Let's not squander our investment in international education

by Sophia Howlett

Sophie HowlettThe United States has a fine history of opening its doors to those who wish to study here. We offer some of the best schools in the world. We strive for a higher education environment that inspires innovation and creativity, and we attract the best from across the world. Some of these extraordinary individuals stay and add to our national identity as innovators and doers. Some will go home to lead their own organizations, nonprofits and governments.

Those who do go home take with them not only what they have learned in their U.S. classroom, but everything they have seen and experienced of this country during their stay: the big hearts of our citizens, the openness to exchange in our local fora, and the dream that each citizen carries of what they think America is, and should be.

As our universities gather and send forth the talented and forward-thinking: an extensive network of individuals across the world who predominantly think of us as their friend, and who, even in bad times, will remember those that provided them with opportunities and friendship.

International students also add to our communities in important ways. We keep our creative edge when we have a diversity of voices contributing to our knowledge production. We challenge ourselves and others when we recognize multiple points of view. We burst the bubbles in which we tend to live when we recognize a bigger picture.

With a global dimension to our classrooms, we learn different ways to approach health care or the environment, to think about social equality, to do business that makes sense across borders. Some perspectives reinforce our commitment to our values, some change the way we think about the complex problems confronting our country today.

In economic terms, the international student market across the United States adds substantially to a vital economic engine. Universities are not just places where people study, or the battlegrounds of the culture wars. America’s 8,000 learning institutions were expected to generate more than $550 billion in revenues in 2017 and up to $700 billion by 2024 (U.S. State Department’s Open Doors 2016). Four million teachers, scholars, administrators, food service professionals, engineers, and construction workers are employed directly and indirectly at U.S. colleges and universities – even more than those associated with the automotive sector. This makes one very good reason why we compete fiercely with countries such as the United Kingdom and Australia to bring students into the United States.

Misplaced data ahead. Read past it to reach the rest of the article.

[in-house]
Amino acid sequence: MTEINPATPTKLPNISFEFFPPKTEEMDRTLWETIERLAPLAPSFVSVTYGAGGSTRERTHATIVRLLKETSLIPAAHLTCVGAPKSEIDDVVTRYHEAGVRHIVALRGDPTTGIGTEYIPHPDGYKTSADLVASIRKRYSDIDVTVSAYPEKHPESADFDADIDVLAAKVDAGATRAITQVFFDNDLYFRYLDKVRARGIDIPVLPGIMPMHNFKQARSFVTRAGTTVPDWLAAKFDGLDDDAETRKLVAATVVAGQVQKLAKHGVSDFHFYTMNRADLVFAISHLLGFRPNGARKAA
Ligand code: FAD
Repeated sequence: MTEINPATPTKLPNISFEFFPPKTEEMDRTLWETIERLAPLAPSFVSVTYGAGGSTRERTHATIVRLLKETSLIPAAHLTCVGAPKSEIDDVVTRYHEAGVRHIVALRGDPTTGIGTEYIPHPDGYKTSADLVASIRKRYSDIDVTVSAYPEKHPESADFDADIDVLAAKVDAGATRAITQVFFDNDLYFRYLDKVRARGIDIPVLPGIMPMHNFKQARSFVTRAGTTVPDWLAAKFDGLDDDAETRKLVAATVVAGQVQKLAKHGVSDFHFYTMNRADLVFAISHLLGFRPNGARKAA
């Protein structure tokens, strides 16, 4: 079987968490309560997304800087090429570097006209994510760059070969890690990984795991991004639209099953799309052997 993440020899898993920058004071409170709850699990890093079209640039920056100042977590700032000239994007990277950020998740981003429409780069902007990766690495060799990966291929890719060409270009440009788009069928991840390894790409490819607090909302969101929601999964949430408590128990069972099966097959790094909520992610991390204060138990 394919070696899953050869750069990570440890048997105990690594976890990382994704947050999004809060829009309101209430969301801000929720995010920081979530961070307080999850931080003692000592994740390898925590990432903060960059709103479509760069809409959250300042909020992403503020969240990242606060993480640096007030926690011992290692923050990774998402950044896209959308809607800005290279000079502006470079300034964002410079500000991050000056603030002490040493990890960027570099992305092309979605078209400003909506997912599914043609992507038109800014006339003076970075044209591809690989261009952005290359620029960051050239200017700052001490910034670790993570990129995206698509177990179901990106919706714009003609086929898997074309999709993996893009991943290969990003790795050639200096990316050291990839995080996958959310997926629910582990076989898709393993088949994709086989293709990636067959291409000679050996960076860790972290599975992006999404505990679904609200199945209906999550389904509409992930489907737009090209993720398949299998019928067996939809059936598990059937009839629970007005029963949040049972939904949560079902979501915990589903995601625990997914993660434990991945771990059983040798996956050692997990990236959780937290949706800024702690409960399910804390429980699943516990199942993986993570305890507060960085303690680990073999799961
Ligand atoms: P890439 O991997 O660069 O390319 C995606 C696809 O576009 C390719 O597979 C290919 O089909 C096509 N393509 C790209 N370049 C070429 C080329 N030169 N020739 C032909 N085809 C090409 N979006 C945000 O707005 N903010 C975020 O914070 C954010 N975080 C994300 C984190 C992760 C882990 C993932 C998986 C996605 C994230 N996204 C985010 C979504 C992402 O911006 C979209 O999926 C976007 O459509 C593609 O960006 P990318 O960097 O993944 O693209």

For these reasons, it’s important to reflect on the environment of uncertainty and vulnerability that we have created during the past year. Prospective students can no longer know if they will be welcome here. They see footage of extremists in U.S. cities and on our campuses; mismanaged and changeable “travel bans”; and government officials apparently unable to condemn discrimination and human rights violations. Given a choice, these students may well opt for more welcoming locations.

Losing these students is bad business after decades of hard work and substantial capital investments to build U.S. higher education as a global product with an outstanding reputation. When the best and the brightest from overseas decide to look elsewhere, we promote the “Little America” that so many of us fear. When we close borders and build walls, it isolates us from innovation and promotes an atmosphere of less security, more hate, less understanding, more intolerance.

We must remember the importance of the international dimension to our campuses, livelihoods and communities, and determine to preserve and expand what we have worked so hard to build.